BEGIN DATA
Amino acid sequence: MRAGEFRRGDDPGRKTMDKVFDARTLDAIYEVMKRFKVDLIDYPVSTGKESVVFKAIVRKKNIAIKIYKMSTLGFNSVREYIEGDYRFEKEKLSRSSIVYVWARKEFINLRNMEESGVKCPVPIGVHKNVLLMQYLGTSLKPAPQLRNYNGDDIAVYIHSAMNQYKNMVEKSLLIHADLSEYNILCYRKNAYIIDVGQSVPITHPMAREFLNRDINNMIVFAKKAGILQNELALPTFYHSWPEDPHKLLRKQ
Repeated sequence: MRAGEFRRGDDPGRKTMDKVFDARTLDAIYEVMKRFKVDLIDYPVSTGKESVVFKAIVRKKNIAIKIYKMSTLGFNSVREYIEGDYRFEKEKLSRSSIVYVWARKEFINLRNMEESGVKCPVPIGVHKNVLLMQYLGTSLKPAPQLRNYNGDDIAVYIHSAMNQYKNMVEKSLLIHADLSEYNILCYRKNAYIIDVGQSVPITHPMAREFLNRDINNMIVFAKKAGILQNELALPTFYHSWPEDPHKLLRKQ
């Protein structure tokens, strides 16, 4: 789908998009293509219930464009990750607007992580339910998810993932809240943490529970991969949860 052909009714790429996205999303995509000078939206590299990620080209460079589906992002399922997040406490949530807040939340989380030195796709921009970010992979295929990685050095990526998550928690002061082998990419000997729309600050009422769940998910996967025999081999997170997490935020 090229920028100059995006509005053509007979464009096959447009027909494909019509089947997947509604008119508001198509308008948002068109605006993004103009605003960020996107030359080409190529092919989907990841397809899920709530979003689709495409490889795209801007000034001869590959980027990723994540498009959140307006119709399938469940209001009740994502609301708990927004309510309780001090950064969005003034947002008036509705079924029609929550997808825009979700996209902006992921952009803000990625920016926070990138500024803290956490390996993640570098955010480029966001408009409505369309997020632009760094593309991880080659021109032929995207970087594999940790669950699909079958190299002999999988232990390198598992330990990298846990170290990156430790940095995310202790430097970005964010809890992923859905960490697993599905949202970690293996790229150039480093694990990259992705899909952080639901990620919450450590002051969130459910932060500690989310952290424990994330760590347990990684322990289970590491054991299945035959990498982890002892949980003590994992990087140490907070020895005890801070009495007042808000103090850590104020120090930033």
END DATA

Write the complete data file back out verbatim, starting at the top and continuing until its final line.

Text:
Amino acid sequence: MRAGEFRRGDDPGRKTMDKVFDARTLDAIYEVMKRFKVDLIDYPVSTGKESVVFKAIVRKKNIAIKIYKMSTLGFNSVREYIEGDYRFEKEKLSRSSIVYVWARKEFINLRNMEESGVKCPVPIGVHKNVLLMQYLGTSLKPAPQLRNYNGDDIAVYIHSAMNQYKNMVEKSLLIHADLSEYNILCYRKNAYIIDVGQSVPITHPMAREFLNRDINNMIVFAKKAGILQNELALPTFYHSWPEDPHKLLRKQ
Repeated sequence: MRAGEFRRGDDPGRKTMDKVFDARTLDAIYEVMKRFKVDLIDYPVSTGKESVVFKAIVRKKNIAIKIYKMSTLGFNSVREYIEGDYRFEKEKLSRSSIVYVWARKEFINLRNMEESGVKCPVPIGVHKNVLLMQYLGTSLKPAPQLRNYNGDDIAVYIHSAMNQYKNMVEKSLLIHADLSEYNILCYRKNAYIIDVGQSVPITHPMAREFLNRDINNMIVFAKKAGILQNELALPTFYHSWPEDPHKLLRKQ
């Protein structure tokens, strides 16, 4: 789908998009293509219930464009990750607007992580339910998810993932809240943490529970991969949860 052909009714790429996205999303995509000078939206590299990620080209460079589906992002399922997040406490949530807040939340989380030195796709921009970010992979295929990685050095990526998550928690002061082998990419000997729309600050009422769940998910996967025999081999997170997490935020 090229920028100059995006509005053509007979464009096959447009027909494909019509089947997947509604008119508001198509308008948002068109605006993004103009605003960020996107030359080409190529092919989907990841397809899920709530979003689709495409490889795209801007000034001869590959980027990723994540498009959140307006119709399938469940209001009740994502609301708990927004309510309780001090950064969005003034947002008036509705079924029609929550997808825009979700996209902006992921952009803000990625920016926070990138500024803290956490390996993640570098955010480029966001408009409505369309997020632009760094593309991880080659021109032929995207970087594999940790669950699909079958190299002999999988232990390198598992330990990298846990170290990156430790940095995310202790430097970005964010809890992923859905960490697993599905949202970690293996790229150039480093694990990259992705899909952080639901990620919450450590002051969130459910932060500690989310952290424990994330760590347990990684322990289970590491054991299945035959990498982890002892949980003590994992990087140490907070020895005890801070009495007042808000103090850590104020120090930033």